African Journal of
Plant Science

  • Abbreviation: Afr. J. Plant Sci.
  • Language: English
  • ISSN: 1996-0824
  • DOI: 10.5897/AJPS
  • Start Year: 2007
  • Published Articles: 780

Full Length Research Paper

Bridging the gap in quality and quantity of seed potatoes through farmer managed screen houses in Uganda

Arinaitwe Abel Byarugaba
  • Arinaitwe Abel Byarugaba
  • Kachwekano Zonal Agricultural Research and Development Institute (KAZARDI) P.O Box 421, Kabale (KAZARDI), Uganda.
  • Google Scholar
Kyooma John
  • Kyooma John
  • Kachwekano Zonal Agricultural Research and Development Institute (KAZARDI) P.O Box 421, Kabale (KAZARDI), Uganda.
  • Google Scholar
Rwaheru Ambrose Aheisibwe
  • Rwaheru Ambrose Aheisibwe
  • Kachwekano Zonal Agricultural Research and Development Institute (KAZARDI) P.O Box 421, Kabale (KAZARDI), Uganda.
  • Google Scholar
Tibanyedera Deo
  • Tibanyedera Deo
  • International Fertilizer Development Centre (IFDC) P.O Box 75391, Kampala, Uganda.
  • Google Scholar
Alex Barekye
  • Alex Barekye
  • Kachwekano Zonal Agricultural Research and Development Institute (KAZARDI) P.O Box 421, Kabale (KAZARDI), Uganda.
  • Google Scholar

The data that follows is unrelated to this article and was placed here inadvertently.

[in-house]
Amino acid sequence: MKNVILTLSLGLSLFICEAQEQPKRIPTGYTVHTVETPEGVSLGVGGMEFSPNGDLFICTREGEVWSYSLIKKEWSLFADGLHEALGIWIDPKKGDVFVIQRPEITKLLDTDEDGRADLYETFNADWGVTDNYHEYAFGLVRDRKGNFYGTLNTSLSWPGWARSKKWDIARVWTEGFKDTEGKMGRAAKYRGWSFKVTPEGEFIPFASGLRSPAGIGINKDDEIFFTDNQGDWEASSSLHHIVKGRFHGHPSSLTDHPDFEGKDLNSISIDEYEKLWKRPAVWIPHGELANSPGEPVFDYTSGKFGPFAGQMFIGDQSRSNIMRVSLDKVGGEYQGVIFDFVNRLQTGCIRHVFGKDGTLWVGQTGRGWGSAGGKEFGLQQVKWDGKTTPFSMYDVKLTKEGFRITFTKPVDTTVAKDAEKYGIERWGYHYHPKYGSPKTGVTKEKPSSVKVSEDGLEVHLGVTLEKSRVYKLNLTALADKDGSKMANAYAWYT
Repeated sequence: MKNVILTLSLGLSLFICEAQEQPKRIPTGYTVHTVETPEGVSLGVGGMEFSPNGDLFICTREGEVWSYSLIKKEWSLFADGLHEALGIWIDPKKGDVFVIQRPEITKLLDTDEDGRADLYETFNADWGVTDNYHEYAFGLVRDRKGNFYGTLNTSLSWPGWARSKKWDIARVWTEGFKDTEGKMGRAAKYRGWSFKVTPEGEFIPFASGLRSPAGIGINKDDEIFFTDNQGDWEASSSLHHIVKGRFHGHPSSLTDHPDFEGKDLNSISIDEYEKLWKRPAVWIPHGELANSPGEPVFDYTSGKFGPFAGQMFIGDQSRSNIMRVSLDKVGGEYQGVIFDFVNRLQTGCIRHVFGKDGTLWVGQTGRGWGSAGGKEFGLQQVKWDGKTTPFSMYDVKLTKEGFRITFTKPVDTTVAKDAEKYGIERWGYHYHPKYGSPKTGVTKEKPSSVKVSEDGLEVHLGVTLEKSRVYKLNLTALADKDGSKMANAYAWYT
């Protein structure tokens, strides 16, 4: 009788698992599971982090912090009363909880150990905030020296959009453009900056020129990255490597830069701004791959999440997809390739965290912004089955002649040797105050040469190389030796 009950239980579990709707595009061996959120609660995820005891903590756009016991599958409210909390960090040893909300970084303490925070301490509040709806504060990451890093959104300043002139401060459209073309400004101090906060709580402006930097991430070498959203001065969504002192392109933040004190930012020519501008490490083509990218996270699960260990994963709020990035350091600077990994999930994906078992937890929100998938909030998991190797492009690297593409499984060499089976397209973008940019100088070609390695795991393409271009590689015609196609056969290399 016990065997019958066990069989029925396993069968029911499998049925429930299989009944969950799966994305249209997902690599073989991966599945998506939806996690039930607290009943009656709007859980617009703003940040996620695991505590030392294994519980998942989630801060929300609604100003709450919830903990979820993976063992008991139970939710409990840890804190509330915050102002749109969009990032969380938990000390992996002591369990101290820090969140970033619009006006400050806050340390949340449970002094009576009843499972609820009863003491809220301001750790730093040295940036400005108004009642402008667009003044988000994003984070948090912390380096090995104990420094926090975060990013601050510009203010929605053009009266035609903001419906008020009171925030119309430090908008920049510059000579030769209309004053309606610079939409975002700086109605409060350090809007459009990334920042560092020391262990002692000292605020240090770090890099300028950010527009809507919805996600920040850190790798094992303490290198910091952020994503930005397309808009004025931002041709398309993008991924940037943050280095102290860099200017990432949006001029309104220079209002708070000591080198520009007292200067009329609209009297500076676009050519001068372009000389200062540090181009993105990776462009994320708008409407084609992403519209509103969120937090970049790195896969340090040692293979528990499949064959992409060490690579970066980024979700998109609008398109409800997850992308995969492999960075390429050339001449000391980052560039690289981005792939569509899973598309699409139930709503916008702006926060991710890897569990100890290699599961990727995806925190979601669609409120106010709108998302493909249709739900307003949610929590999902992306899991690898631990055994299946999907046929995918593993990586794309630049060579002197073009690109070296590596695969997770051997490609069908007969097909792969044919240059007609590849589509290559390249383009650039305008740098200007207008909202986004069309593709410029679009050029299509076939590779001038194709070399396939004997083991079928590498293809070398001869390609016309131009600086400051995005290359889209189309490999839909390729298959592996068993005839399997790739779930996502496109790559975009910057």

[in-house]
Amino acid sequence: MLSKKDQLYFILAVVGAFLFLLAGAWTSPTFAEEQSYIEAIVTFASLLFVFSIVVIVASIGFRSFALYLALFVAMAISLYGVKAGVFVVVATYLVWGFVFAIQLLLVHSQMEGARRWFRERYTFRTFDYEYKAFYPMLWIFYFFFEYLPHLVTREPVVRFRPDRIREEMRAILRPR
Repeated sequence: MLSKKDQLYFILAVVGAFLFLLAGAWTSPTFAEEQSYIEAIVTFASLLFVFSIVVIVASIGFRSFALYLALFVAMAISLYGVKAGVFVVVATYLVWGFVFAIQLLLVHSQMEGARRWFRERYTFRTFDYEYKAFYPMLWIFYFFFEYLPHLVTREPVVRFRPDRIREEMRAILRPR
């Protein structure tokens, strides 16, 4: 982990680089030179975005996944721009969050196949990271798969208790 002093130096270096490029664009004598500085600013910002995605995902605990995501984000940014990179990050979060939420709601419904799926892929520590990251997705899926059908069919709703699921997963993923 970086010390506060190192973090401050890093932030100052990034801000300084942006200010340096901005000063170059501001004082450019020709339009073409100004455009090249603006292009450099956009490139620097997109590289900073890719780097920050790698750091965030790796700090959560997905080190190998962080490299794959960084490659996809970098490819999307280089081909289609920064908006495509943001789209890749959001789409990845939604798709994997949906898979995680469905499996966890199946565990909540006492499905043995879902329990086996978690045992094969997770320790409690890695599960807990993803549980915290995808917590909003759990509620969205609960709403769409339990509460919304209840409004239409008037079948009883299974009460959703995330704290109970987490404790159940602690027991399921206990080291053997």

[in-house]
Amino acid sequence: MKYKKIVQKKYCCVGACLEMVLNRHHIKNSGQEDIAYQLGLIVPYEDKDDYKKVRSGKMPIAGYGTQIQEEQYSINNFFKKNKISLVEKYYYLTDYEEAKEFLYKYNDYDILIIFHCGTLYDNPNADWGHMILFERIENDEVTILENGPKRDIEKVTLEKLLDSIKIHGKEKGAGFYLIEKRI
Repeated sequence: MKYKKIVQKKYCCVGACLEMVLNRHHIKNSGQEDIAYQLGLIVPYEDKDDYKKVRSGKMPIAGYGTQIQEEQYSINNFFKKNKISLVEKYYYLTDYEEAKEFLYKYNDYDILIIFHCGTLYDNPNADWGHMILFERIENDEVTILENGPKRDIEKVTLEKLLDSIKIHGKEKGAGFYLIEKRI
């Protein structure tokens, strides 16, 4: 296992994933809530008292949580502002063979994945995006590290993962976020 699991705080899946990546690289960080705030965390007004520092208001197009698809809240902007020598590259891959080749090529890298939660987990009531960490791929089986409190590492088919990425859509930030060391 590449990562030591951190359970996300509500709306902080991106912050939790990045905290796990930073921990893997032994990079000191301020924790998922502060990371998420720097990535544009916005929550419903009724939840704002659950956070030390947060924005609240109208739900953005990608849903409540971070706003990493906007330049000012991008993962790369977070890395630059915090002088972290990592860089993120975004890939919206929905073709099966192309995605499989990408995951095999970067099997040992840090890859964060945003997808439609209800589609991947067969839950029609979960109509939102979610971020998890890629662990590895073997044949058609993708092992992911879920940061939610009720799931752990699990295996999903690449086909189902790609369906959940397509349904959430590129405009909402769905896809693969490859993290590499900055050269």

•  Received: 13 October 2016
  •  Accepted: 06 December 2016
  •  Published: 28 February 2017

Abstract

Quality seed potato is a key factor in enhancing potato yields in Uganda. Available disease-free seed potato accounts for less than 5% of the whole potato seed market demand in Uganda leaving 95% as seed availability gap. This study was conducted to explore the potential of using farmer managed screen houses to alleviate the seed potato availability gap that exists in Uganda. Six screen houses of 7 m × 14 m each with capacity of 1620 plants were set up, three (3) screen houses in Bukimbiri, one (1) in Kisoro, one (1) in Hamurwa and one (1) in Maziba sites. All the sites were managed by trained six famers. Sterilized soil was used to reduce the incidence of pathogens and to ensure that clean mini-tubers were produced. Seed production was done in 2015 for two consecutive seasons (A and B). From the 6 screen houses, a total of 107,638 clean mini-tubers were generated across the sites for both seasons. At multiplication ratio of 1: 9 the generated mini-tubers have the potential of generating 968,742 tubers. This would reduce on existing seed gap for the next season. It was noted during the study that mini-tuber production, vigour and rate of growth varied significantly (P<0.001) across the varieties with ‘Rwangume’ achieving the highest yield in terms of tuber number per plant and height, compared to other 4 varieties (Kiningi, Rwashaki, Kachpot 1 and Victoria). This study showed that production of disease free mini-tuber at farmer level is possible using screen house technology and has a potential of reducing the seed availability gap through production of quality seed that can be accessed by other farmers.

 

Key words: Seed potato, seed gap, farmer screen houses.